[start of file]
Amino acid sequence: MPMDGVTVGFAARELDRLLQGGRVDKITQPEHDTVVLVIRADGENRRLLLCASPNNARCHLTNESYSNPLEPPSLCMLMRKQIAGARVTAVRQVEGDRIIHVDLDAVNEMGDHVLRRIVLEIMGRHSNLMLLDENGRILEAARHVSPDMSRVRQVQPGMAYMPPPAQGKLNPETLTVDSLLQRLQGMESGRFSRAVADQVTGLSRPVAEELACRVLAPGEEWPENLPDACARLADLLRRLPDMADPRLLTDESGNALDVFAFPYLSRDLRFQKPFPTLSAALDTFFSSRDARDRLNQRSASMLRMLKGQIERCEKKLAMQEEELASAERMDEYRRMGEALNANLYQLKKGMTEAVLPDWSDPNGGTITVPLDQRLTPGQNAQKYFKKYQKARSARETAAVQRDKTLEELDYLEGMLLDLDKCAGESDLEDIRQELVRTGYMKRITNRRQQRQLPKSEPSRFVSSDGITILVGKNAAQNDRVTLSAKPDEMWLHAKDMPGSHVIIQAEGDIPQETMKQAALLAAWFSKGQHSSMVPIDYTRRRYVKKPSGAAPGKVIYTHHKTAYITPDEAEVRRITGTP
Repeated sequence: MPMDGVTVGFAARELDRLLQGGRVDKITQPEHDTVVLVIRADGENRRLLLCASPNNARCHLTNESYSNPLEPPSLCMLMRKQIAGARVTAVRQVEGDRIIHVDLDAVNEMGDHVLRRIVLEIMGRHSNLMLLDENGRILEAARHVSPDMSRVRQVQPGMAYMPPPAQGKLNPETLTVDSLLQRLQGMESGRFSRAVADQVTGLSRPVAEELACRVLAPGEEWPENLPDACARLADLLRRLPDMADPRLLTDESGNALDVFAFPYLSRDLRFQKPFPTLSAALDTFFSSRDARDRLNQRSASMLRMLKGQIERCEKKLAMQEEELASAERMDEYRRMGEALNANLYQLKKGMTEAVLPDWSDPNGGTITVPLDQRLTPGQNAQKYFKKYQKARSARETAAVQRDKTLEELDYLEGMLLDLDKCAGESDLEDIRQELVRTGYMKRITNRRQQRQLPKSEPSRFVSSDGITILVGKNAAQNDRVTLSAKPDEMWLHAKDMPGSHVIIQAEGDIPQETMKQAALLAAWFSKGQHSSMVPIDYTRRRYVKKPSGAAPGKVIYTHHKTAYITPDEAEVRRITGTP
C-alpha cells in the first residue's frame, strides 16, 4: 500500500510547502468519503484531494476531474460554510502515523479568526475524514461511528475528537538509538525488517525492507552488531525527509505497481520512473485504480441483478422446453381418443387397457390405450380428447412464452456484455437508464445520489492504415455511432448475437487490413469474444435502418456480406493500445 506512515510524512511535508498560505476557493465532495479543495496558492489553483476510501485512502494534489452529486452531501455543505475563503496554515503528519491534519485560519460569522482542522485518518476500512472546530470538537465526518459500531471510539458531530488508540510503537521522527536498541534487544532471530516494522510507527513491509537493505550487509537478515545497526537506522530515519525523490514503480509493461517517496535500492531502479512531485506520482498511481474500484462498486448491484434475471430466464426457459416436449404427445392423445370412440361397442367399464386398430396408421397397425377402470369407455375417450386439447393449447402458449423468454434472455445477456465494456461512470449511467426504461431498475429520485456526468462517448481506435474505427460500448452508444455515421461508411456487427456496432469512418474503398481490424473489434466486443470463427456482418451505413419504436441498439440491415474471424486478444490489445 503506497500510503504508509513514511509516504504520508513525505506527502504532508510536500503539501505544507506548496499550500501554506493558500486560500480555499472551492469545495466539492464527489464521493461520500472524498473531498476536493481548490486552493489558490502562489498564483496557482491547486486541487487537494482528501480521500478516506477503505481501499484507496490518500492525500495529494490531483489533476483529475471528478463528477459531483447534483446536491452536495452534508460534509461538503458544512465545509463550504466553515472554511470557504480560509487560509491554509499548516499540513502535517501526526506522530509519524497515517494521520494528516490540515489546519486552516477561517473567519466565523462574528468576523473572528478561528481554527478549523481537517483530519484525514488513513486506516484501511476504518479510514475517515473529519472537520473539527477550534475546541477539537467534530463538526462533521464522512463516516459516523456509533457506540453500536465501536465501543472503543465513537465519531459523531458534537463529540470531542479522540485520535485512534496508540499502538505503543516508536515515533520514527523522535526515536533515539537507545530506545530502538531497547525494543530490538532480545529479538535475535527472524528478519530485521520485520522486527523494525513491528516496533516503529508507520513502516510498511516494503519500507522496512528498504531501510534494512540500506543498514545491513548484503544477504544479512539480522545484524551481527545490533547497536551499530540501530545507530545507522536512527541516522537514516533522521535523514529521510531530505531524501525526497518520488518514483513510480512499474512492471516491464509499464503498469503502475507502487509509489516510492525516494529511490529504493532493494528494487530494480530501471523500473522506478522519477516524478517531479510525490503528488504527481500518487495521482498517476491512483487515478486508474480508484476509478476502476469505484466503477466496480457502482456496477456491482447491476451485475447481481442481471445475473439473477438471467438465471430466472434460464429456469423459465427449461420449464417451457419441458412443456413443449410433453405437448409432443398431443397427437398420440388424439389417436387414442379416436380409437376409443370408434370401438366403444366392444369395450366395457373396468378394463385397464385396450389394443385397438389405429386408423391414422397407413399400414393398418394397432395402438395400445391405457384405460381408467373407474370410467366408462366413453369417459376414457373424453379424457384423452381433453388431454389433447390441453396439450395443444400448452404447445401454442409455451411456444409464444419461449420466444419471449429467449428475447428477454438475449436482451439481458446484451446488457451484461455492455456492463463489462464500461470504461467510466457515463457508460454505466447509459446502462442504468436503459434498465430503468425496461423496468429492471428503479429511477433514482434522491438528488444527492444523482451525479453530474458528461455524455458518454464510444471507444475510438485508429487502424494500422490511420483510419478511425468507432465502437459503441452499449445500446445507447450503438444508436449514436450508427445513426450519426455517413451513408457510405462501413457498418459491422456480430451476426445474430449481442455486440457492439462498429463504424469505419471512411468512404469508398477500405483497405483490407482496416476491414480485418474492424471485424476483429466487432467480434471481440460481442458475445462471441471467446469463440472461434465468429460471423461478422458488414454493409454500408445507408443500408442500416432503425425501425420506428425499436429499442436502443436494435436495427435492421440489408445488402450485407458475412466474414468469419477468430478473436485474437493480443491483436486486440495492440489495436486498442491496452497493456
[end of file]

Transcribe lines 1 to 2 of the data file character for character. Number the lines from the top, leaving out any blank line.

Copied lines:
Amino acid sequence: MPMDGVTVGFAARELDRLLQGGRVDKITQPEHDTVVLVIRADGENRRLLLCASPNNARCHLTNESYSNPLEPPSLCMLMRKQIAGARVTAVRQVEGDRIIHVDLDAVNEMGDHVLRRIVLEIMGRHSNLMLLDENGRILEAARHVSPDMSRVRQVQPGMAYMPPPAQGKLNPETLTVDSLLQRLQGMESGRFSRAVADQVTGLSRPVAEELACRVLAPGEEWPENLPDACARLADLLRRLPDMADPRLLTDESGNALDVFAFPYLSRDLRFQKPFPTLSAALDTFFSSRDARDRLNQRSASMLRMLKGQIERCEKKLAMQEEELASAERMDEYRRMGEALNANLYQLKKGMTEAVLPDWSDPNGGTITVPLDQRLTPGQNAQKYFKKYQKARSARETAAVQRDKTLEELDYLEGMLLDLDKCAGESDLEDIRQELVRTGYMKRITNRRQQRQLPKSEPSRFVSSDGITILVGKNAAQNDRVTLSAKPDEMWLHAKDMPGSHVIIQAEGDIPQETMKQAALLAAWFSKGQHSSMVPIDYTRRRYVKKPSGAAPGKVIYTHHKTAYITPDEAEVRRITGTP
Repeated sequence: MPMDGVTVGFAARELDRLLQGGRVDKITQPEHDTVVLVIRADGENRRLLLCASPNNARCHLTNESYSNPLEPPSLCMLMRKQIAGARVTAVRQVEGDRIIHVDLDAVNEMGDHVLRRIVLEIMGRHSNLMLLDENGRILEAARHVSPDMSRVRQVQPGMAYMPPPAQGKLNPETLTVDSLLQRLQGMESGRFSRAVADQVTGLSRPVAEELACRVLAPGEEWPENLPDACARLADLLRRLPDMADPRLLTDESGNALDVFAFPYLSRDLRFQKPFPTLSAALDTFFSSRDARDRLNQRSASMLRMLKGQIERCEKKLAMQEEELASAERMDEYRRMGEALNANLYQLKKGMTEAVLPDWSDPNGGTITVPLDQRLTPGQNAQKYFKKYQKARSARETAAVQRDKTLEELDYLEGMLLDLDKCAGESDLEDIRQELVRTGYMKRITNRRQQRQLPKSEPSRFVSSDGITILVGKNAAQNDRVTLSAKPDEMWLHAKDMPGSHVIIQAEGDIPQETMKQAALLAAWFSKGQHSSMVPIDYTRRRYVKKPSGAAPGKVIYTHHKTAYITPDEAEVRRITGTP